Having recently accepted a research fellowship at Curtin University, my family and are in the process of immigrating to sunny Western Australia. In preparation for this transition, I traveled to Perth to get the lay of the land. My perusing took me to the southwest corner of Australia near the town of Albany. This corner of Australia is densely forest with a beautiful array of eucalypt varieties and has no shortage of kangaroos.
As my interest was primarily geologic in nature, I went straight to the coast where the outcrop is most clear. The coastline stretching from Albany to Fraser nearly delineates a belt of metamorphic and igneous rocks that belong to the Albany-Fraser Orogen. These high-grade gneisses and granitoids rim the southern and southeastern rim of the Archean Yilgarn Craton and formed between 1.3 and 1.1 billion years ago. An extension of this belt is also found in eastern Antarctica. This orogen records a portion of the tectonic upheaval associated with the assembly of the supercontinent of Rodinia. Rocks of this age associated with continental collision are found on all seven continents. The near-synchroneity of metamorphism and plutonism associated with the assembly of Rodinia has puzzled geologists for the past 40 years.
The idea of supercontinents has been around since the time that Alfred Wegener first cut the continents from a map and put the proverbial puzzle together. The initial evidences for a supercontinent (and more generally continental drift) included not only the geographic “fit” of continents (idealized by South America and Africa) but also similarities of ancient climate, floral and faunal distributions, and similar rock provinces. These evidences stacked up to support the idea of Pangaea, the most recent supercontinent.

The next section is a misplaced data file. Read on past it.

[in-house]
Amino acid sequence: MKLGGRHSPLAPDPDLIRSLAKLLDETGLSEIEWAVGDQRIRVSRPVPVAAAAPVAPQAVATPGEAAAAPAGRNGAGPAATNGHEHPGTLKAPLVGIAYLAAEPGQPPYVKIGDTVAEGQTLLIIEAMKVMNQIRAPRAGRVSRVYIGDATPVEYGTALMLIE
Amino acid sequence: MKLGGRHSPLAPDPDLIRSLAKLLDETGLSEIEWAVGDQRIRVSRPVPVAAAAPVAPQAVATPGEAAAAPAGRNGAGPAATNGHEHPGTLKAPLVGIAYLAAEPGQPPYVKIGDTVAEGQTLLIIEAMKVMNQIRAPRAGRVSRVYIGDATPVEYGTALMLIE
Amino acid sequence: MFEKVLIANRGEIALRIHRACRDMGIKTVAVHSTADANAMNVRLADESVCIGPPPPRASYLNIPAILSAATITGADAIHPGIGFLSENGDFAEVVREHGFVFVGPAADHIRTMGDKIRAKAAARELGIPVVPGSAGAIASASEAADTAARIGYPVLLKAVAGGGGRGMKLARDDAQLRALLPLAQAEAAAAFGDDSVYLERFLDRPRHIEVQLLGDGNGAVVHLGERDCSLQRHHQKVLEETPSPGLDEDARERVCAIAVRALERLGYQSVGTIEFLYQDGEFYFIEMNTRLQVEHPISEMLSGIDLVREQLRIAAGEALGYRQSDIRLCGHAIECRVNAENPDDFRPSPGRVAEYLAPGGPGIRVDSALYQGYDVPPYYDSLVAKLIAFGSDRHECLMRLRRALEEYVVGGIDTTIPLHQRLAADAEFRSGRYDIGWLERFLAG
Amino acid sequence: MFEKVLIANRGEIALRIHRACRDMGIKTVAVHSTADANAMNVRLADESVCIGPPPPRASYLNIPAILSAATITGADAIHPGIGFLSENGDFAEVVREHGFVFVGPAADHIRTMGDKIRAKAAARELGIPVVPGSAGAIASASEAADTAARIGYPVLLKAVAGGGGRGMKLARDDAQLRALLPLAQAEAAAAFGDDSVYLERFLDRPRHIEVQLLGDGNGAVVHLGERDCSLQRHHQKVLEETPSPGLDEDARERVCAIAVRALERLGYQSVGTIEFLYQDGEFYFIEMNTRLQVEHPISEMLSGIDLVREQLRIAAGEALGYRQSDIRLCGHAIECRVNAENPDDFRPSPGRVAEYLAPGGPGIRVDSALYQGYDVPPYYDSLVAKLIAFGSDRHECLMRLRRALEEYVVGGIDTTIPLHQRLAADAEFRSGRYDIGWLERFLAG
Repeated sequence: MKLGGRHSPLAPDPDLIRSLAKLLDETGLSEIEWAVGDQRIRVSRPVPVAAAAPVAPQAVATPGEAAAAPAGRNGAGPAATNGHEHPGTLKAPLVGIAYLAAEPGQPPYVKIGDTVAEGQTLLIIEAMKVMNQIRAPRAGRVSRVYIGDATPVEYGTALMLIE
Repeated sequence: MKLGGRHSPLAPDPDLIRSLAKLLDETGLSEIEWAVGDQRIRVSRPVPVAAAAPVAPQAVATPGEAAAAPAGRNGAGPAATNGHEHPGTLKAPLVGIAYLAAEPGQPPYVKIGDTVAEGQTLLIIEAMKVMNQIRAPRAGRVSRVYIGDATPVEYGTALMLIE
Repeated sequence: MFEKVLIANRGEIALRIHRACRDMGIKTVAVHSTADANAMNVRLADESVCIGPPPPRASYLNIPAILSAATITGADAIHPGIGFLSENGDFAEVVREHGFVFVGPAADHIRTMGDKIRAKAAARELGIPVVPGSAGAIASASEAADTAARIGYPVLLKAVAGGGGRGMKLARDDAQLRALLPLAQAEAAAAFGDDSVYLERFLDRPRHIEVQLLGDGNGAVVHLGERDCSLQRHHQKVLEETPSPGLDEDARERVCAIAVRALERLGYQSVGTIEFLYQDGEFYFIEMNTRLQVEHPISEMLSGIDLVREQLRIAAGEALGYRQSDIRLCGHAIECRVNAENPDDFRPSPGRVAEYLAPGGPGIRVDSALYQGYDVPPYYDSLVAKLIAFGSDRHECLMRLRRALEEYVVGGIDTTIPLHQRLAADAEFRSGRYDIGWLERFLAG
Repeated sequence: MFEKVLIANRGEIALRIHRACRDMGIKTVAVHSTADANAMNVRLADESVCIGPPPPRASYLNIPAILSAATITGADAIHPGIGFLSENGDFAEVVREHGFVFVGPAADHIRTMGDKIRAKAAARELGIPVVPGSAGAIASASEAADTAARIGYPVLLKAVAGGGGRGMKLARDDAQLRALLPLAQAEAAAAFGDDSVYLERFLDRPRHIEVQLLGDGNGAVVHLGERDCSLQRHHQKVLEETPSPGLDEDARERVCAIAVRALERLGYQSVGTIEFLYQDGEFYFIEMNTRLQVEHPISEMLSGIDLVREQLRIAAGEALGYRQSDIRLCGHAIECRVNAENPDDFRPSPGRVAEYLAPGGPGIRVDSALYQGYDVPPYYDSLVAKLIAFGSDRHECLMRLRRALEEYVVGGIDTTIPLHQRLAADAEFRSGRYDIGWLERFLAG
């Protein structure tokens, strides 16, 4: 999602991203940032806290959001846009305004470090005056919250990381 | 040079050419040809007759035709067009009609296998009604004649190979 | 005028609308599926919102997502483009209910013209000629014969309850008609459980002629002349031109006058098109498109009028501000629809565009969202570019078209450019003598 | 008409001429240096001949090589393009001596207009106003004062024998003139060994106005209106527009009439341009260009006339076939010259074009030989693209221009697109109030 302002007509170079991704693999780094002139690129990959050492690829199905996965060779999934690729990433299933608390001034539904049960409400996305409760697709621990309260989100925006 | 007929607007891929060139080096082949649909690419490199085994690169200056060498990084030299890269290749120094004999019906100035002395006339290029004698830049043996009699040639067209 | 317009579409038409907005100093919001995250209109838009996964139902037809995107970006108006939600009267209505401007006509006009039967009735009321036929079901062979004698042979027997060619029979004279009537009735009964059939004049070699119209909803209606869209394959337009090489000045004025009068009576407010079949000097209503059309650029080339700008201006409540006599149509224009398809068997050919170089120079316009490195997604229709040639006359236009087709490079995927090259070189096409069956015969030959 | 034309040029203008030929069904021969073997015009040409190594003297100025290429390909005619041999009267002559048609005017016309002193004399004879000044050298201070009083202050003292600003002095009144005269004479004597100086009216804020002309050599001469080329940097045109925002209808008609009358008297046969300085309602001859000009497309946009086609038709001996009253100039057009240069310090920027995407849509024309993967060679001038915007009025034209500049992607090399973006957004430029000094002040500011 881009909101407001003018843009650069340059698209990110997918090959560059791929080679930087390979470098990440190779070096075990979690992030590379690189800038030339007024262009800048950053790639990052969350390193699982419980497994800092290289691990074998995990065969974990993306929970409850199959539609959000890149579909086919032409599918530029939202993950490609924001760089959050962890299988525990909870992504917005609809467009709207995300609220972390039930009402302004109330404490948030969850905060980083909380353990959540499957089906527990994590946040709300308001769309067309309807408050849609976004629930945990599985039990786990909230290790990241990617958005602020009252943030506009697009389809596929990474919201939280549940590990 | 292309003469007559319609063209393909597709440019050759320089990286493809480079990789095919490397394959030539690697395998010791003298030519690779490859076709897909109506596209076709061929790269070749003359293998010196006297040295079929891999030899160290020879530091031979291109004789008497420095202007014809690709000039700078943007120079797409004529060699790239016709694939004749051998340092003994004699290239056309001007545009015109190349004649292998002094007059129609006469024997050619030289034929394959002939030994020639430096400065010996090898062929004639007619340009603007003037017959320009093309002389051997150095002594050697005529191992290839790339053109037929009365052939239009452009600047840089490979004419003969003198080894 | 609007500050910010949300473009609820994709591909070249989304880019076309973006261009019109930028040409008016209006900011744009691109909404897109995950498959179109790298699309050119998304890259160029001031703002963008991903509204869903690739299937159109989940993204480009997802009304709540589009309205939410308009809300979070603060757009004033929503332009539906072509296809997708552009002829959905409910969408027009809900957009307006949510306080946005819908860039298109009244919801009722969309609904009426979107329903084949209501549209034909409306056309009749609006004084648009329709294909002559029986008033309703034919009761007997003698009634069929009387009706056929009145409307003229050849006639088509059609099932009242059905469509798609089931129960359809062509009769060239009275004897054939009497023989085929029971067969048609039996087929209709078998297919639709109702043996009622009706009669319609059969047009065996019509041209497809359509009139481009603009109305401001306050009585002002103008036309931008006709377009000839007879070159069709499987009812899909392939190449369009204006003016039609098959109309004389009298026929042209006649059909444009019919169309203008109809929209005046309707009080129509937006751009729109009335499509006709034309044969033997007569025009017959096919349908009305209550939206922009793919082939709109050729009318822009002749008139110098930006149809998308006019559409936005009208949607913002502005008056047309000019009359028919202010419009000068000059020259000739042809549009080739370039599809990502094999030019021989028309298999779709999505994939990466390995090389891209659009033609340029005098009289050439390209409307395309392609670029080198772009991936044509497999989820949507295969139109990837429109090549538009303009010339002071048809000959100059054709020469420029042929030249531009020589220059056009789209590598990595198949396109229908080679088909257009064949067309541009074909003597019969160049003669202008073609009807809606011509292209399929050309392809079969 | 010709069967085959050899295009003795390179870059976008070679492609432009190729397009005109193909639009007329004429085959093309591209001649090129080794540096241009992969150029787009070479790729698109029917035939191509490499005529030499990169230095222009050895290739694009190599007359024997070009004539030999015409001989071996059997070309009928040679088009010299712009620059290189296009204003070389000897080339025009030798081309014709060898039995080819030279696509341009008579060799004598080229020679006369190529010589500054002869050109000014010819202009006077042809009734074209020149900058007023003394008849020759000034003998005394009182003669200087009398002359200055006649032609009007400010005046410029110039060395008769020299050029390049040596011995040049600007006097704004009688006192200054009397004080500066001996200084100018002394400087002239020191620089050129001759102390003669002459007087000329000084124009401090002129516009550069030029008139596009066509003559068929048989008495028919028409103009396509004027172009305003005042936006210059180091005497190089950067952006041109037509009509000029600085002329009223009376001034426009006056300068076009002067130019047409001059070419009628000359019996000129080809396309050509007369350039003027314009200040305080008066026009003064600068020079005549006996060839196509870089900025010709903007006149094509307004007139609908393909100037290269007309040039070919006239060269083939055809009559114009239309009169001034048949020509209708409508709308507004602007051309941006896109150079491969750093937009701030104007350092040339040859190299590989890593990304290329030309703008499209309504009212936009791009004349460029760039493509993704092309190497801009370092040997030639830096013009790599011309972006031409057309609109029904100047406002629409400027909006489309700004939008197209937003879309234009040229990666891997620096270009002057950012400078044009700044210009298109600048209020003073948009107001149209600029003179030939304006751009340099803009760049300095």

Taking us back beyond Pangea required a new tool in our tool belt. Paleomagnetism came on the scene two decades after Wegener’s death by the invention of the astatic magnetometer which was used in identifying the magnetic “stripes” of the ocean floor. The next big breakthrough in regards to paleomagnetism and paleogeography was the development of ideas surrounding thermoremnant magnetism. This states that when an igneous rock cools beneath its Curie temperature, the position of that rock in relation to the magnetic field of the Earth will superpose itself on the iron-oxide bearing minerals (such as magnetite) in said igneous rock. The orientation of these magnetic minerals can remain undisturbed for hundreds of millions (even billions) of years. It then comes to the paleomagnetists to measure this thermoremnant magnetism in rocks to essentially extract the latitude at which these rocks cooled. Using large paleomagnetic and geochronologic databases of rocks from around the world, we can track the apparent wander of the continents and reconstruct its paleogeography.
My interest in supercontinents is currently focused on the orogenic events that occur when these continents assemble. During my PhD, I studied the Mesoproterozoic orogens found in North America, Scotland, Scandinavia, South Africa, and Namibia. As the Albany-Fraser host rocks of a similar ilk, I couldn’t resist a visit. The southern coast of Western Australia near the town of Albany hosts a beautiful set of exposures of high-grade gneiss and granites. As this trip was purely geotourism, I have no new insight to offer (yet).
As expected the Albany-Fraser also has other things related to … well Australia.
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